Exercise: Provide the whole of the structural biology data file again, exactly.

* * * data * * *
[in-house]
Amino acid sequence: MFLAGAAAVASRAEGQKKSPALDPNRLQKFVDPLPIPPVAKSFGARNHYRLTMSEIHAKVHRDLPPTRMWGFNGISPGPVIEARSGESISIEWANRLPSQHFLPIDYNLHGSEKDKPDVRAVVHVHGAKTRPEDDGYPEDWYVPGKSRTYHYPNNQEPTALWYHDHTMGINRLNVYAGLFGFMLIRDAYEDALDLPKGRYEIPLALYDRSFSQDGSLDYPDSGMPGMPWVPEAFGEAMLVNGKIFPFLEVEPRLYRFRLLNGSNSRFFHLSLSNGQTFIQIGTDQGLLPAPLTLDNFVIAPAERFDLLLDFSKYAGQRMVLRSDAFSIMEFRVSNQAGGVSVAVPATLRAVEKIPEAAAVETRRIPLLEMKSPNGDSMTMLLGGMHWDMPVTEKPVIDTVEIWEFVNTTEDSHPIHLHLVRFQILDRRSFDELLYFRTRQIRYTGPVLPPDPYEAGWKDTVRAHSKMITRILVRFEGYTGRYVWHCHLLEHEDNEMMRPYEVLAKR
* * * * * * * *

[in-house]
Amino acid sequence: MFLAGAAAVASRAEGQKKSPALDPNRLQKFVDPLPIPPVAKSFGARNHYRLTMSEIHAKVHRDLPPTRMWGFNGISPGPVIEARSGESISIEWANRLPSQHFLPIDYNLHGSEKDKPDVRAVVHVHGAKTRPEDDGYPEDWYVPGKSRTYHYPNNQEPTALWYHDHTMGINRLNVYAGLFGFMLIRDAYEDALDLPKGRYEIPLALYDRSFSQDGSLDYPDSGMPGMPWVPEAFGEAMLVNGKIFPFLEVEPRLYRFRLLNGSNSRFFHLSLSNGQTFIQIGTDQGLLPAPLTLDNFVIAPAERFDLLLDFSKYAGQRMVLRSDAFSIMEFRVSNQAGGVSVAVPATLRAVEKIPEAAAVETRRIPLLEMKSPNGDSMTMLLGGMHWDMPVTEKPVIDTVEIWEFVNTTEDSHPIHLHLVRFQILDRRSFDELLYFRTRQIRYTGPVLPPDPYEAGWKDTVRAHSKMITRILVRFEGYTGRYVWHCHLLEHEDNEMMRPYEVLAKR